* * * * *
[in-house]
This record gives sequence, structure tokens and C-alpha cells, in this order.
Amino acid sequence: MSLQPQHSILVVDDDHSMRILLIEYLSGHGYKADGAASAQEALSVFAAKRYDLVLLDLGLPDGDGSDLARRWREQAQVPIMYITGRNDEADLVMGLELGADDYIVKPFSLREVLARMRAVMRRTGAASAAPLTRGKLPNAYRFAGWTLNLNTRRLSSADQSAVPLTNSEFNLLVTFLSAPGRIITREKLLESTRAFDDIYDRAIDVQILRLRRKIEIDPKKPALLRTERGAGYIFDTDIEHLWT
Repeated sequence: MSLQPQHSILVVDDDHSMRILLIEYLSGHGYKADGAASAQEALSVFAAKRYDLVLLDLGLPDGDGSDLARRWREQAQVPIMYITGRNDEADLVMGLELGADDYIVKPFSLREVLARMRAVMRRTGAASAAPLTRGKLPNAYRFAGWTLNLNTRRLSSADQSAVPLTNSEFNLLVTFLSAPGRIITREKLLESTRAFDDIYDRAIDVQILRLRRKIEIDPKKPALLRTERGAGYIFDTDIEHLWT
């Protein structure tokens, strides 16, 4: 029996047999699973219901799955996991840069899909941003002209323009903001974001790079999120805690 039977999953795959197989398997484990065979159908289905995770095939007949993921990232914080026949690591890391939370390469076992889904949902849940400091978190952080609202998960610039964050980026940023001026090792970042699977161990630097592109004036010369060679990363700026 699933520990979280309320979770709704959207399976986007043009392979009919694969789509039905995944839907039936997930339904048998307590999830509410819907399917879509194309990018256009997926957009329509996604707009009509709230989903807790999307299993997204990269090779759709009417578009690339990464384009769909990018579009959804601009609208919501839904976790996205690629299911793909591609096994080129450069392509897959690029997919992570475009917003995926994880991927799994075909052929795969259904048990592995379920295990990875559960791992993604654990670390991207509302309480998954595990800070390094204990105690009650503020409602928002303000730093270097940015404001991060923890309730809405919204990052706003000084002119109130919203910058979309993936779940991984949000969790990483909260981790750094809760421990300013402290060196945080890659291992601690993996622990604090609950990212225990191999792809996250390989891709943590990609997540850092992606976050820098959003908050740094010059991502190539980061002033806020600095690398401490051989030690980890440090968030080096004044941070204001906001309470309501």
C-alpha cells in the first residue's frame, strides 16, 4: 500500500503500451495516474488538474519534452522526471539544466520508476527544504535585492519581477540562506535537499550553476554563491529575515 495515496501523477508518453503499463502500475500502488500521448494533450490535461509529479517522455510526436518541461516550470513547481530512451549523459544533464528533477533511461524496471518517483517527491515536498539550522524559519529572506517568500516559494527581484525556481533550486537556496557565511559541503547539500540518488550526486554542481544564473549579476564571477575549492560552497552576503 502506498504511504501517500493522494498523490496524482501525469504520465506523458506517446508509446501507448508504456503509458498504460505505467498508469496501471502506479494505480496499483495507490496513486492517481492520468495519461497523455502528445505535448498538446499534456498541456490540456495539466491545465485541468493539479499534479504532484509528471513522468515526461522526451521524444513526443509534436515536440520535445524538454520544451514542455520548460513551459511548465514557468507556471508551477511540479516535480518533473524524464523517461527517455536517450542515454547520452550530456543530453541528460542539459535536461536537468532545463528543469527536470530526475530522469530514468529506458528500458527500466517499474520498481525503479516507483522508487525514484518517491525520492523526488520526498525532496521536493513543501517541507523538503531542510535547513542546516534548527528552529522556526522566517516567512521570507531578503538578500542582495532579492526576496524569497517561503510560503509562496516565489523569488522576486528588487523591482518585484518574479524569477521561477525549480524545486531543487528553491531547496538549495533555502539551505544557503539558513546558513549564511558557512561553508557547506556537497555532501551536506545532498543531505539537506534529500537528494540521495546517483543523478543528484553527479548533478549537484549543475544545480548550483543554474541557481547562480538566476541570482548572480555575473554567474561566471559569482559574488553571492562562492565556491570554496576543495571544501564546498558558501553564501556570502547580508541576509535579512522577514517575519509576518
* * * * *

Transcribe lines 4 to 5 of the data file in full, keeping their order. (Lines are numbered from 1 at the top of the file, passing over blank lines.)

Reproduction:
Repeated sequence: MSLQPQHSILVVDDDHSMRILLIEYLSGHGYKADGAASAQEALSVFAAKRYDLVLLDLGLPDGDGSDLARRWREQAQVPIMYITGRNDEADLVMGLELGADDYIVKPFSLREVLARMRAVMRRTGAASAAPLTRGKLPNAYRFAGWTLNLNTRRLSSADQSAVPLTNSEFNLLVTFLSAPGRIITREKLLESTRAFDDIYDRAIDVQILRLRRKIEIDPKKPALLRTERGAGYIFDTDIEHLWT
């Protein structure tokens, strides 16, 4: 029996047999699973219901799955996991840069899909941003002209323009903001974001790079999120805690 039977999953795959197989398997484990065979159908289905995770095939007949993921990232914080026949690591890391939370390469076992889904949902849940400091978190952080609202998960610039964050980026940023001026090792970042699977161990630097592109004036010369060679990363700026 699933520990979280309320979770709704959207399976986007043009392979009919694969789509039905995944839907039936997930339904048998307590999830509410819907399917879509194309990018256009997926957009329509996604707009009509709230989903807790999307299993997204990269090779759709009417578009690339990464384009769909990018579009959804601009609208919501839904976790996205690629299911793909591609096994080129450069392509897959690029997919992570475009917003995926994880991927799994075909052929795969259904048990592995379920295990990875559960791992993604654990670390991207509302309480998954595990800070390094204990105690009650503020409602928002303000730093270097940015404001991060923890309730809405919204990052706003000084002119109130919203910058979309993936779940991984949000969790990483909260981790750094809760421990300013402290060196945080890659291992601690993996622990604090609950990212225990191999792809996250390989891709943590990609997540850092992606976050820098959003908050740094010059991502190539980061002033806020600095690398401490051989030690980890440090968030080096004044941070204001906001309470309501």